Plot: Martel Gordone (Leon Isaac Kennedy) is in the middle of a world where brutality and animalistic nature is the norm. Human life doesn’t mean that much in this place and neither do personal rights or much of anything else, to be truthful. Gordone is a prisoner in a harsh penitentiary where there is little space to breath and even few ways to survive until your sentence has been served. He was placed here after a fight with some bikers turned lethal and one of them was left dead. This lands him where he is now and he has picked up the nickname Too Sweet, because of his love for candy bars. The prison is brutal and tough, but soon Too Sweet becomes harder and is able to make it through each day. In an effort to secure an early parole he joins the prison boxing team, which means he can get out of here by doing the same thing he was put in for. With several other boxers in line for the same prize the road won’t be easy for Too Sweet, but his desire for freedom just might be enough to push him to victory.

Entertainment Value: Penitentiary is a remarkable slice of blaxploitation cinema, a low budget, raw movie that delivers a tense, authentic atmosphere that makes you feel like you’re locked inside the prison. The movie has a serious tone overall, but it does have a sense of humor and some camp elements, but that is to be expected given the budget and inexperienced actors. The humor is character driven for the most part, so it feels natural and effective, not forced in the least. I think the bursts of humor play an important role here as well, as the film’s tense mood benefits from the steam released in those moments and that is much needed at times. I have an appreciation for prison cinema and I think Penitentiary more than holds its own in the genre, with a strong narrative and raw, powerful atmosphere. This rarely comes across like actors on a set, but colorful, dangerous men locked in close quarters with ever increasing tensions, so it captures the prison environment quite well. Leon Isaac Kennedy is rock solid in the lead and while most of the performances aren’t polished, that serves the movie and helps that genuine texture develop. This is a great example of how the rough edges of a low budget shoot can enhance a movie’s impact, as Penitentiary delivers a prison experience few films could come close to. I think anyone with an interest in prison cinema, blaxploitation, or exploitation should give Penitentiary a look.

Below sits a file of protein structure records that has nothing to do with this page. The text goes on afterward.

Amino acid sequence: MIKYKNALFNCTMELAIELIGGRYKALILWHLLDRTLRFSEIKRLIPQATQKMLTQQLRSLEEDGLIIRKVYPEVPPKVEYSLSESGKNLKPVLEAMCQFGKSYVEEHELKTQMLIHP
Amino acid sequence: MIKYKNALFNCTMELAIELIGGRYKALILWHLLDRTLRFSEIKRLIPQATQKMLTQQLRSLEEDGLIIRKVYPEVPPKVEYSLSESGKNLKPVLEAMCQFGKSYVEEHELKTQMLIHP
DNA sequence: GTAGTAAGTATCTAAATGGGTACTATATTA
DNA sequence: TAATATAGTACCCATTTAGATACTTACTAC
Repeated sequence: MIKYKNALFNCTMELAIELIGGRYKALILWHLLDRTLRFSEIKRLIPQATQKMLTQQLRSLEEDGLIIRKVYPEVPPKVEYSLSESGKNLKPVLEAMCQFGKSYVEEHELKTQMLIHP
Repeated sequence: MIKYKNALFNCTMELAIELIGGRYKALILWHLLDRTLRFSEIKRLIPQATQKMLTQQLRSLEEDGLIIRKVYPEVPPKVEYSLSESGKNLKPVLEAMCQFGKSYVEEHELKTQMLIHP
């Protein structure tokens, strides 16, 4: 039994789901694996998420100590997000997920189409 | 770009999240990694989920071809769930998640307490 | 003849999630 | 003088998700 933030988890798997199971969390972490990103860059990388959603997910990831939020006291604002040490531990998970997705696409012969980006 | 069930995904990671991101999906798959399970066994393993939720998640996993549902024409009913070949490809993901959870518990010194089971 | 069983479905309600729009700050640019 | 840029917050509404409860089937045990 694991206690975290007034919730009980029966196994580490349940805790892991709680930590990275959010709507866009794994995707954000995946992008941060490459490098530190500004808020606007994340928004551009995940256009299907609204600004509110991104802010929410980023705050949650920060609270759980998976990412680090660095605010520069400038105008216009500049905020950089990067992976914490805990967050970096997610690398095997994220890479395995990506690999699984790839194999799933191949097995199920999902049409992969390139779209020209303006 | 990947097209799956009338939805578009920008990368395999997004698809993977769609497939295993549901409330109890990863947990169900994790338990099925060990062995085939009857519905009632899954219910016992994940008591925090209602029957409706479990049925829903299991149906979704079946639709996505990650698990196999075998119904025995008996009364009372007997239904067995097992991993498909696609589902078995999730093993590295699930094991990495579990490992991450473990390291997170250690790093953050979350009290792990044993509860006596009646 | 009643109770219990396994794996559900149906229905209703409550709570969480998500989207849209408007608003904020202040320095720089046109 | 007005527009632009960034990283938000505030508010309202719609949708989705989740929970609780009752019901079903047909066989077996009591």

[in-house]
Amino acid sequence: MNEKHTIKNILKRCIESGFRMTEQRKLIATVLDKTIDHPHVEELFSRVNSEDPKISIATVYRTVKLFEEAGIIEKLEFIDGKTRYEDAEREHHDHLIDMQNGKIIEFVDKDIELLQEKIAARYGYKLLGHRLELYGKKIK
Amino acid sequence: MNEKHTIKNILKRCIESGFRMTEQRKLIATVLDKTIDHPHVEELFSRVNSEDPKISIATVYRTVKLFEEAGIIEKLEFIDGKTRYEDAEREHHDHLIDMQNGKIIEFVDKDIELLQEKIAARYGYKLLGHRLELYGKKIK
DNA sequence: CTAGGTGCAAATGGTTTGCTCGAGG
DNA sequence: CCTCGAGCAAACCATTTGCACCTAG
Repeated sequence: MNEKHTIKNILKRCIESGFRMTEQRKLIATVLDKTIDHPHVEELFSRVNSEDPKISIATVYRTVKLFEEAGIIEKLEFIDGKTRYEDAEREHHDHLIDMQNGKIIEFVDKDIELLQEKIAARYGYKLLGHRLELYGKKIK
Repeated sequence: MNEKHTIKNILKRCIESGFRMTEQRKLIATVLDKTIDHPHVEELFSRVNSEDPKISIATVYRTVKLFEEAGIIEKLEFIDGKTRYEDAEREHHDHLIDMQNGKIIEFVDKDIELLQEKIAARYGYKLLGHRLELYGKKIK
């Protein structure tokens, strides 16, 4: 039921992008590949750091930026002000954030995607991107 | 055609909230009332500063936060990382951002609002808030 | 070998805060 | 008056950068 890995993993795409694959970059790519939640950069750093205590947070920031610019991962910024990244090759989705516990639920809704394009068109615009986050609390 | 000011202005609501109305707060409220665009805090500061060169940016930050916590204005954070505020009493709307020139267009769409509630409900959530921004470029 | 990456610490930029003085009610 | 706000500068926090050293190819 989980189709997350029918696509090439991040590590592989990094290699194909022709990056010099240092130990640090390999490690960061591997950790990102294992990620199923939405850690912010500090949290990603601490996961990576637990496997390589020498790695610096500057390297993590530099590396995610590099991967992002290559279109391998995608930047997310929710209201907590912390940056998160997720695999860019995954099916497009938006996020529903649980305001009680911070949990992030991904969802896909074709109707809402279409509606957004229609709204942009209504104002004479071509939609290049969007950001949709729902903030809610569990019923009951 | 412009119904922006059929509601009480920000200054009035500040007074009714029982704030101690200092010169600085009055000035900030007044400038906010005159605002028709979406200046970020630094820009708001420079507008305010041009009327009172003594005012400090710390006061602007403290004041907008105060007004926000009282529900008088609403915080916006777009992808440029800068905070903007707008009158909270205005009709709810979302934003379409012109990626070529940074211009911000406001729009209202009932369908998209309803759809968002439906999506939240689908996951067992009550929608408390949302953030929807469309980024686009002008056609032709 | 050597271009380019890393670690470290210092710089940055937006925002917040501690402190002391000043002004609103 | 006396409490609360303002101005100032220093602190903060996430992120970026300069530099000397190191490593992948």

This one has a few topless scenes and one bare ass, with a highlight being some of the most awkward nipple licks you’ll see in cinema. The lack of female nudity is no shock, given the men’s prison setting and while there is rape and sexual dynamics at work, no male nakedness is on showcase. This isn’t as violent as some prison movies, but we do have some shanks in play and of course, fights break out often. The level of bloodshed is minimal and while the brawls have a wild, raw texture, there’s not much in terms of damage outside of some light red stuff. I think the fights feel more real because of how raw and out of control they feel, but I know some prefer a tighter, more choreographed approach. The dialogue has a lot of tough guy talk of course, as well as some colorful lines from the more manic prisoners to spice things up. But the real highlight is when everyone mispronounces the word conjugal, as it is such an odd way to say the word and keeps popping up after it first happens. As for craziness, Penitentiary has some colorful characters and offbeat moments, but holds up as a mostly serious movie, so the insanity isn’t that high.

Nudity: 2/10

Blood: 1/10

Dialogue: 5/10

Overall Insanity: 3/10

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